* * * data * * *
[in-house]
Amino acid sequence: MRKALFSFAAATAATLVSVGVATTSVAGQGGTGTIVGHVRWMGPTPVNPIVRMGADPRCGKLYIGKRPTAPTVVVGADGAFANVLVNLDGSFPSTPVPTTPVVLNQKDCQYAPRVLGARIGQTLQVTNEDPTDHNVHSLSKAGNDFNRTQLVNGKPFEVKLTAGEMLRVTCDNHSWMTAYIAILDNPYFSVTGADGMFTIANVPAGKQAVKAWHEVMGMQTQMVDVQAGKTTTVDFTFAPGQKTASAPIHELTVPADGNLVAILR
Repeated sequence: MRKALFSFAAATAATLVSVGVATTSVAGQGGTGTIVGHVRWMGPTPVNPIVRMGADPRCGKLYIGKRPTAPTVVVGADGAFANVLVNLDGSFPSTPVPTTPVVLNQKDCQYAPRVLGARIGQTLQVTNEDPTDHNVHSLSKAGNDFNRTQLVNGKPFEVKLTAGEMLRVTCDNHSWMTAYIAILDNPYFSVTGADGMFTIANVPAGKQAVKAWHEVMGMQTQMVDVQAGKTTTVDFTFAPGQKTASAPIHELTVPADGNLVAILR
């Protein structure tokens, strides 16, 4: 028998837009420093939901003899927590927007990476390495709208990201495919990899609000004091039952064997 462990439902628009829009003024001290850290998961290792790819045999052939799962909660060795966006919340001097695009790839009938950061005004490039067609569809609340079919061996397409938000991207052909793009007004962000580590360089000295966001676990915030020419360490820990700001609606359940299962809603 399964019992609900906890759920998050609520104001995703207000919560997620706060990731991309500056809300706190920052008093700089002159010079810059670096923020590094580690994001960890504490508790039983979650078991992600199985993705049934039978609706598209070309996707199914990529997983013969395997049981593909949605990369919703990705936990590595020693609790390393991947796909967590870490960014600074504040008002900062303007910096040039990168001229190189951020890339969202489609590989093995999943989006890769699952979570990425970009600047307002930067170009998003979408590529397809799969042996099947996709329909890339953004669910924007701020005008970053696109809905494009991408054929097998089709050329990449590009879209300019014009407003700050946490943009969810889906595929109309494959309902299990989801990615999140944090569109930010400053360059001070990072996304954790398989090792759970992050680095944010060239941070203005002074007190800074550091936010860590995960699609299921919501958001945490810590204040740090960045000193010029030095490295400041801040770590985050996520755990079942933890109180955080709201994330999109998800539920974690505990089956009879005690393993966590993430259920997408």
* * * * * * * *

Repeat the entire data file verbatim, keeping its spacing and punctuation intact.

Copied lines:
[in-house]
Amino acid sequence: MRKALFSFAAATAATLVSVGVATTSVAGQGGTGTIVGHVRWMGPTPVNPIVRMGADPRCGKLYIGKRPTAPTVVVGADGAFANVLVNLDGSFPSTPVPTTPVVLNQKDCQYAPRVLGARIGQTLQVTNEDPTDHNVHSLSKAGNDFNRTQLVNGKPFEVKLTAGEMLRVTCDNHSWMTAYIAILDNPYFSVTGADGMFTIANVPAGKQAVKAWHEVMGMQTQMVDVQAGKTTTVDFTFAPGQKTASAPIHELTVPADGNLVAILR
Repeated sequence: MRKALFSFAAATAATLVSVGVATTSVAGQGGTGTIVGHVRWMGPTPVNPIVRMGADPRCGKLYIGKRPTAPTVVVGADGAFANVLVNLDGSFPSTPVPTTPVVLNQKDCQYAPRVLGARIGQTLQVTNEDPTDHNVHSLSKAGNDFNRTQLVNGKPFEVKLTAGEMLRVTCDNHSWMTAYIAILDNPYFSVTGADGMFTIANVPAGKQAVKAWHEVMGMQTQMVDVQAGKTTTVDFTFAPGQKTASAPIHELTVPADGNLVAILR
């Protein structure tokens, strides 16, 4: 028998837009420093939901003899927590927007990476390495709208990201495919990899609000004091039952064997 462990439902628009829009003024001290850290998961290792790819045999052939799962909660060795966006919340001097695009790839009938950061005004490039067609569809609340079919061996397409938000991207052909793009007004962000580590360089000295966001676990915030020419360490820990700001609606359940299962809603 399964019992609900906890759920998050609520104001995703207000919560997620706060990731991309500056809300706190920052008093700089002159010079810059670096923020590094580690994001960890504490508790039983979650078991992600199985993705049934039978609706598209070309996707199914990529997983013969395997049981593909949605990369919703990705936990590595020693609790390393991947796909967590870490960014600074504040008002900062303007910096040039990168001229190189951020890339969202489609590989093995999943989006890769699952979570990425970009600047307002930067170009998003979408590529397809799969042996099947996709329909890339953004669910924007701020005008970053696109809905494009991408054929097998089709050329990449590009879209300019014009407003700050946490943009969810889906595929109309494959309902299990989801990615999140944090569109930010400053360059001070990072996304954790398989090792759970992050680095944010060239941070203005002074007190800074550091936010860590995960699609299921919501958001945490810590204040740090960045000193010029030095490295400041801040770590985050996520755990079942933890109180955080709201994330999109998800539920974690505990089956009879005690393993966590993430259920997408």